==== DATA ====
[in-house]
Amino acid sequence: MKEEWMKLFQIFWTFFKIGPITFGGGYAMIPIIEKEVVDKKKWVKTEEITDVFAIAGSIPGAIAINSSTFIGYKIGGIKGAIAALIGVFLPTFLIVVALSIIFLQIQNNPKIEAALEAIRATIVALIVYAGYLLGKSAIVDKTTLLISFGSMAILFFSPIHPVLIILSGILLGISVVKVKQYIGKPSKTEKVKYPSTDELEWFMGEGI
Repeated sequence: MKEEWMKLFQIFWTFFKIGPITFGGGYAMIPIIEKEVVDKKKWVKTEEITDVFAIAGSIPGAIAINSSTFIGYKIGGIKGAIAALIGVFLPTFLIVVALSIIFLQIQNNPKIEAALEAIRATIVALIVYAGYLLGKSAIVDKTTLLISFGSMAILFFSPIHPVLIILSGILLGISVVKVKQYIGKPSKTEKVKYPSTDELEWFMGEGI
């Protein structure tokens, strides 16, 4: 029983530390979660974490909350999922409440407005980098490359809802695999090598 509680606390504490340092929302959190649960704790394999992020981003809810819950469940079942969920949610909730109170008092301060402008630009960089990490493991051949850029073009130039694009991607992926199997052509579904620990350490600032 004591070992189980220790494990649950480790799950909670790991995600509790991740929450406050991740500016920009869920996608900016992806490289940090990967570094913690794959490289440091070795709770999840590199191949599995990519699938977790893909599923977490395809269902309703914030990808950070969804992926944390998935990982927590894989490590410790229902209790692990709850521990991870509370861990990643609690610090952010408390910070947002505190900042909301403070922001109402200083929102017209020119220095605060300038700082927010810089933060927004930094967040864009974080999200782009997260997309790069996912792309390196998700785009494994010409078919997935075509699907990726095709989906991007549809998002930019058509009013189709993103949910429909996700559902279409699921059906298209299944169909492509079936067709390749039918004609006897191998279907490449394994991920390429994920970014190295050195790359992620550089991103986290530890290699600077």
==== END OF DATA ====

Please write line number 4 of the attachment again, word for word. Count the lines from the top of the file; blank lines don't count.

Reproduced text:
């Protein structure tokens, strides 16, 4: 029983530390979660974490909350999922409440407005980098490359809802695999090598 509680606390504490340092929302959190649960704790394999992020981003809810819950469940079942969920949610909730109170008092301060402008630009960089990490493991051949850029073009130039694009991607992926199997052509579904620990350490600032 004591070992189980220790494990649950480790799950909670790991995600509790991740929450406050991740500016920009869920996608900016992806490289940090990967570094913690794959490289440091070795709770999840590199191949599995990519699938977790893909599923977490395809269902309703914030990808950070969804992926944390998935990982927590894989490590410790229902209790692990709850521990991870509370861990990643609690610090952010408390910070947002505190900042909301403070922001109402200083929102017209020119220095605060300038700082927010810089933060927004930094967040864009974080999200782009997260997309790069996912792309390196998700785009494994010409078919997935075509699907990726095709989906991007549809998002930019058509009013189709993103949910429909996700559902279409699921059906298209299944169909492509079936067709390749039918004609006897191998279907490449394994991920390429994920970014190295050195790359992620550089991103986290530890290699600077």